In the run up to the IPO for Slack Technologies Inc (NYSE:WORK), much of the news coverage centered on the Company’s decision to go public via direct offering and how it might affect Slack stock.
The questions and concerns about foregoing the usual route where banks are heavily involved in pricing the securities were similar to those that were voiced when Spotify Technology (NYSE:SPOT) chose a similar path last Spring.
Even though SPOT shares have had a rough go over the past year—having not fully recovered from the selloff beginning last fall—the immediate months post initial offering saw shares rally around 30 percent.
Given the rather frothy current state of markets coupled with a particular appetite for IPOs, generally speaking, it’s reasonable to think that Slack stock has a good chance of rallying as well.
Investors have been eager to pay for growth whether it’s found in a tech company or a plant-based meat company, and in this environment, that is pretty forgiving toward even money-losing companies. Slack has a great shot at thriving.
Shares for the San Francisco-based work messaging platform have traded down over the past couple of weeks, but given promising growth across metrics, there is a good chance the lull is temporary.
Slack Is a Truly Global Company
For those concerned about U.S. growth, Slack provides a kind of diversity that is hard to find amidst tech companies. Slack boasts over 10 million worldwide daily active users across 150 countries. Over half of those DAUs come from outside the U.S.
The platform is used by over 600,000 companies to shrink time and space while increasing efficiency within organizations.
That data doesn’t lie. People across the globe are using Slack’s platform with great regularity. Over 1 billion messages per week are sent.
There is real traction here. Slack is clearly delivering on mission to make people’s working lives simpler and more productive. It’s a deceptively simple statement but difficult to execute on.
Slack has found a way through its enterprise software to understand what organizations need to become more agile. They’ve made the product intuitive and engaging.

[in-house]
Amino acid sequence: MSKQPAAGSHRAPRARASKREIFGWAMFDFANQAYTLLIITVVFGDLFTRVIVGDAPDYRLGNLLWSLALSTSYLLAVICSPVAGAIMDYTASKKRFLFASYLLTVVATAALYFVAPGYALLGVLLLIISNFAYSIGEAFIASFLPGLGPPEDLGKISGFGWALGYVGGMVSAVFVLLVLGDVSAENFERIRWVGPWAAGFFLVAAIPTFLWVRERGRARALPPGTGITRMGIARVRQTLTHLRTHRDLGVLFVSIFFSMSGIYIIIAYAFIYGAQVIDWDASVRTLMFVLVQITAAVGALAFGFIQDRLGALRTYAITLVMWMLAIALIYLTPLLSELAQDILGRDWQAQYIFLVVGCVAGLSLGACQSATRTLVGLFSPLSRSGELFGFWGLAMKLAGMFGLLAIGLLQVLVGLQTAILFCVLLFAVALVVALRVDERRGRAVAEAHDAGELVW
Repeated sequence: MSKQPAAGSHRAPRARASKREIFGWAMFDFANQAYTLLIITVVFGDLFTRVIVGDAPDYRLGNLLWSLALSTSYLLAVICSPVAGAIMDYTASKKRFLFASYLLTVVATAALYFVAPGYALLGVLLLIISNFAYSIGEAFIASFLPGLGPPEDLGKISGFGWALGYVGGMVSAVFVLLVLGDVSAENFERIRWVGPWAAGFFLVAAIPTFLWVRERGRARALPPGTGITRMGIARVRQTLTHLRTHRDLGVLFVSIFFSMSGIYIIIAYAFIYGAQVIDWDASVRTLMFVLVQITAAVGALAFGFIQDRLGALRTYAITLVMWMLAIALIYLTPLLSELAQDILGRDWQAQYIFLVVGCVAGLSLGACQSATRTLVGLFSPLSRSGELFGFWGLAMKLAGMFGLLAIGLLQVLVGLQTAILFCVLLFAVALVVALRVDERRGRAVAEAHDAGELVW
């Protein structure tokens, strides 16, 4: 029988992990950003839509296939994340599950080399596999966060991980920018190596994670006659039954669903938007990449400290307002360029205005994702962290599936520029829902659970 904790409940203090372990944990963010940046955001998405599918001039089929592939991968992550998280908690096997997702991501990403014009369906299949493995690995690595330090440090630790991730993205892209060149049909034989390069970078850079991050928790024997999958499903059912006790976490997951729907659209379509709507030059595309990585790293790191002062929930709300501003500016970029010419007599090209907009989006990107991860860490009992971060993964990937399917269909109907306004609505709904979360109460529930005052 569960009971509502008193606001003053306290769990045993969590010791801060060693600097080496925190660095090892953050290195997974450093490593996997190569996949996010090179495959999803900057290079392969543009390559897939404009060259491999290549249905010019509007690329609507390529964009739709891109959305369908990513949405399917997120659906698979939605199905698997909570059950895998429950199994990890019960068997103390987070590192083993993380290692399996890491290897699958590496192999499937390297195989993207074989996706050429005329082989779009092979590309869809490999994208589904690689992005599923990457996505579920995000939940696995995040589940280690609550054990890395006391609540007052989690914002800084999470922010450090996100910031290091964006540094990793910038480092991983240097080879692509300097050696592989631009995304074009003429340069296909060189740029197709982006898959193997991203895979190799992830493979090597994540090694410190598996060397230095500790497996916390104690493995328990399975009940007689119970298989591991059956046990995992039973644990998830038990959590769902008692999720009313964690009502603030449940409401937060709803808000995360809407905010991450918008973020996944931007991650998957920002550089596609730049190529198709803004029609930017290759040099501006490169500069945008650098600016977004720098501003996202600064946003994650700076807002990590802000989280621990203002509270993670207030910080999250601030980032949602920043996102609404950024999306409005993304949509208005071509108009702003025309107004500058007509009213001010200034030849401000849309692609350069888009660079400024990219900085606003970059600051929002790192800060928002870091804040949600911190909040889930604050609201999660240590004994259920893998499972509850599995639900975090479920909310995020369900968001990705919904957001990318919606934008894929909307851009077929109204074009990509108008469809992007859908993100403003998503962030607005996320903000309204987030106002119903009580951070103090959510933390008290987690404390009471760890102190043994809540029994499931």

The results speak for themselves. Slack now has more than 88,000 Paid Customers, of which more than 65 companies are ranked in the Fortune 100. Many of these Paid Customers have thousands of active users and our largest Paid Customers have tens of thousands of employees using Slack on a daily basis.
With these kinds of high profile customers and a half a million free customers that provide an huge opportunity if Slack can convert them, posting the kind of growth numbers the market wants should be no issue.
Slack Stock and Top-Line Growth
Revenue growth has been exactly what investors want to see for a high flying software company. It’s been growing by leaps and bounds: annual growth of 110 percent and 82 percent from fiscal years 2017, to 2018 and 2018 to 2019, respectively.
Despite investments in the business, Slack has managed to decrease net losses as a percentage of revenue over time as revenue growth has outpaced the growth in operating expenses. Both good signs for future profitability.
As long as Slack stock can keep delivering similar growth numbers, shareholders should be rewarded.
The Bottom Line on Slack Stock
CEO of Slack, Stewart Butterfield, is extremely bullish on Slack’s prospects at disrupting the traditional world of email. His time horizon for a migration en masse is a fast one: five to seven years. Email may still have a place in personal communication, but for corporate communication, Butterfield sees Slack dominating the space.
The name of the game is growth, and Slack stock needs to keep delivering. If it can do so, the stock should have no issues regaining its footing and joining the trajectory of other recent IPOs.
As of this writing, Luce Emerson did not hold a position in any of the aforementioned securities.